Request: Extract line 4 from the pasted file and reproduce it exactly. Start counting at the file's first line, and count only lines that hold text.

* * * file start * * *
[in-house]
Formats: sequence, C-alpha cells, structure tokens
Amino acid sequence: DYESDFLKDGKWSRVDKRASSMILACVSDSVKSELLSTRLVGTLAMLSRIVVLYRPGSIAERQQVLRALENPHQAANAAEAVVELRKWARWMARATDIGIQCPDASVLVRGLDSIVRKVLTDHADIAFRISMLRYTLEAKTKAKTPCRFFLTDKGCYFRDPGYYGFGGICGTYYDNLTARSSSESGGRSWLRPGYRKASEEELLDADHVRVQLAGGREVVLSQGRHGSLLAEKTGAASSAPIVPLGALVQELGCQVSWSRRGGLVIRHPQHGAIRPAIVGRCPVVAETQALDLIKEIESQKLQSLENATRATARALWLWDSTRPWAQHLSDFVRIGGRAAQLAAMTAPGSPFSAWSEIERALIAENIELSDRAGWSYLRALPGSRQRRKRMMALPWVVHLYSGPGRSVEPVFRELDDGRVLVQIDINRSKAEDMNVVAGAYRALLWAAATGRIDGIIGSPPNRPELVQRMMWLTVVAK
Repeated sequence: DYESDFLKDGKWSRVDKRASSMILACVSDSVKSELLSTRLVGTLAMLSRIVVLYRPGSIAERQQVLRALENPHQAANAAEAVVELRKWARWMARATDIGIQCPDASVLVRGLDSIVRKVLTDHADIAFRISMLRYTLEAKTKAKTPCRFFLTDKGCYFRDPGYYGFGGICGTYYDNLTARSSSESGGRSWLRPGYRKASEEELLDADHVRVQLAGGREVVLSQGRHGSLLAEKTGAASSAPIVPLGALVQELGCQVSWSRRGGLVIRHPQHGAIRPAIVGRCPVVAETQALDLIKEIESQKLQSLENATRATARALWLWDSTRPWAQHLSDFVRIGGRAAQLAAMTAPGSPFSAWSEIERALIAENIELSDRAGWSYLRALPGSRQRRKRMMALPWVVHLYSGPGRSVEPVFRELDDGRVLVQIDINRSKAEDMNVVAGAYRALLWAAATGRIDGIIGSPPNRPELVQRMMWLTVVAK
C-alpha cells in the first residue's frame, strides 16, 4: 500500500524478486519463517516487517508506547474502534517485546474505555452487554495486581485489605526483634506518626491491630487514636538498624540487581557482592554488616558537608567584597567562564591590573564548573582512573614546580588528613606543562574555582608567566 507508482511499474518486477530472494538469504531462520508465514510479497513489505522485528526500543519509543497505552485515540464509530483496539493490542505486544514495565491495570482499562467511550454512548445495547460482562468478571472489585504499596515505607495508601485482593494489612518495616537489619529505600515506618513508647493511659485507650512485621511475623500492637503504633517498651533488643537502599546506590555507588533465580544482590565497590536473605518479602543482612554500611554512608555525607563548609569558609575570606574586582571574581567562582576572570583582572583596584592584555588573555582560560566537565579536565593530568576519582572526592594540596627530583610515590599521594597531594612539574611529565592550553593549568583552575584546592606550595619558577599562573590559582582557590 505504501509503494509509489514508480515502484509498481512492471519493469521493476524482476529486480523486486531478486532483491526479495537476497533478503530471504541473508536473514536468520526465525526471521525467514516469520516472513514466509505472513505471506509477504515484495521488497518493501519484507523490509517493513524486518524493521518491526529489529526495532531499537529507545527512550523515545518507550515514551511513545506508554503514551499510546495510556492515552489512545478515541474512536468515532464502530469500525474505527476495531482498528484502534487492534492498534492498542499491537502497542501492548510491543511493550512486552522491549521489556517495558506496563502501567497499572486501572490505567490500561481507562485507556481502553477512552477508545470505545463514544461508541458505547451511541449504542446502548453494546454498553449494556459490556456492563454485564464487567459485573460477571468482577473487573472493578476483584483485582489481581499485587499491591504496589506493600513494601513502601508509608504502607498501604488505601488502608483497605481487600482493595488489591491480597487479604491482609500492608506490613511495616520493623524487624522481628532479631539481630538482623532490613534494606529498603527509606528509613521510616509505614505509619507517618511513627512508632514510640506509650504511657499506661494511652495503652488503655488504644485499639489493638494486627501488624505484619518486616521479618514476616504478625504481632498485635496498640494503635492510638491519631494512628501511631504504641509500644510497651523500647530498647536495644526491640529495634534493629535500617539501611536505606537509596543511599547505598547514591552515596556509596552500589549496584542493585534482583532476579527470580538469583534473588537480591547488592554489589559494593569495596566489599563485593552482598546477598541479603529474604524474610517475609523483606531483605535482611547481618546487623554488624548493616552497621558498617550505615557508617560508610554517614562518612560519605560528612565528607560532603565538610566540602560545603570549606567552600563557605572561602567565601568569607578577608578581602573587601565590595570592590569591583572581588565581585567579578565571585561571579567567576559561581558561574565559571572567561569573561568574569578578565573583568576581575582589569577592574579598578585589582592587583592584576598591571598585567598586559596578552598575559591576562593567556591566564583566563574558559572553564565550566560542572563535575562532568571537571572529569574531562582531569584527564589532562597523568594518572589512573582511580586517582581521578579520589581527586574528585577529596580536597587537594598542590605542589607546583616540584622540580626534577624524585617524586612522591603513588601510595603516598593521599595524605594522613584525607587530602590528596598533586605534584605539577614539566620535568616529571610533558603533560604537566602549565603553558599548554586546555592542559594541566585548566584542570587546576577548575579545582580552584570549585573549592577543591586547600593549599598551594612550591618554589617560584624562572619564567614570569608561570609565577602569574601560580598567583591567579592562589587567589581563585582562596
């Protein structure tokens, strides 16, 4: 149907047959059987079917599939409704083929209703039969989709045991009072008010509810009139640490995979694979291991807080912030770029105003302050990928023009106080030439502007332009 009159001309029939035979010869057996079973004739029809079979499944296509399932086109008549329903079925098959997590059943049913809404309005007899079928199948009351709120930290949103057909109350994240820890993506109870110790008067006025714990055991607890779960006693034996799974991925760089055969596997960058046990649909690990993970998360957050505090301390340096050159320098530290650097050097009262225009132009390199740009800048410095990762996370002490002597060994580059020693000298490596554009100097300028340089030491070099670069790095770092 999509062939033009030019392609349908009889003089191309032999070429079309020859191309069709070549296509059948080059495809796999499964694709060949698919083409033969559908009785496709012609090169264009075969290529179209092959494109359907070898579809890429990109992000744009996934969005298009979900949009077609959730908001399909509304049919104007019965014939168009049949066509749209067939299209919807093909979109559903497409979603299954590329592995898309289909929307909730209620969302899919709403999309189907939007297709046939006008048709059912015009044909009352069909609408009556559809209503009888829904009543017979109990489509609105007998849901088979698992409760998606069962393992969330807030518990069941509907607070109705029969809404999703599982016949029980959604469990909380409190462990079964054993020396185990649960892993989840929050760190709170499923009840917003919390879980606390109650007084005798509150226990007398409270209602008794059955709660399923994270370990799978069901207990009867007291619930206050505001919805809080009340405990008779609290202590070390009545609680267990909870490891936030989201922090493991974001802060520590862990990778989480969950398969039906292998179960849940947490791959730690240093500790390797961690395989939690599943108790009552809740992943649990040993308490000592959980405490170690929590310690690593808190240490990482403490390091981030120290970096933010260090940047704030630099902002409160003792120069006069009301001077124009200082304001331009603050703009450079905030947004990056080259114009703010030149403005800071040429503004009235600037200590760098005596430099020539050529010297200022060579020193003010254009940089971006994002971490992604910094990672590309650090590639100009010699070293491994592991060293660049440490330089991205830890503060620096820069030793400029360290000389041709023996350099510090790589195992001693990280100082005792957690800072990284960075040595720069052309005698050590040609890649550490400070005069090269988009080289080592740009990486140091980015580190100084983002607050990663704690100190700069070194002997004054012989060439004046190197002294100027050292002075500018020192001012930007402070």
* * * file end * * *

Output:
Repeated sequence: DYESDFLKDGKWSRVDKRASSMILACVSDSVKSELLSTRLVGTLAMLSRIVVLYRPGSIAERQQVLRALENPHQAANAAEAVVELRKWARWMARATDIGIQCPDASVLVRGLDSIVRKVLTDHADIAFRISMLRYTLEAKTKAKTPCRFFLTDKGCYFRDPGYYGFGGICGTYYDNLTARSSSESGGRSWLRPGYRKASEEELLDADHVRVQLAGGREVVLSQGRHGSLLAEKTGAASSAPIVPLGALVQELGCQVSWSRRGGLVIRHPQHGAIRPAIVGRCPVVAETQALDLIKEIESQKLQSLENATRATARALWLWDSTRPWAQHLSDFVRIGGRAAQLAAMTAPGSPFSAWSEIERALIAENIELSDRAGWSYLRALPGSRQRRKRMMALPWVVHLYSGPGRSVEPVFRELDDGRVLVQIDINRSKAEDMNVVAGAYRALLWAAATGRIDGIIGSPPNRPELVQRMMWLTVVAK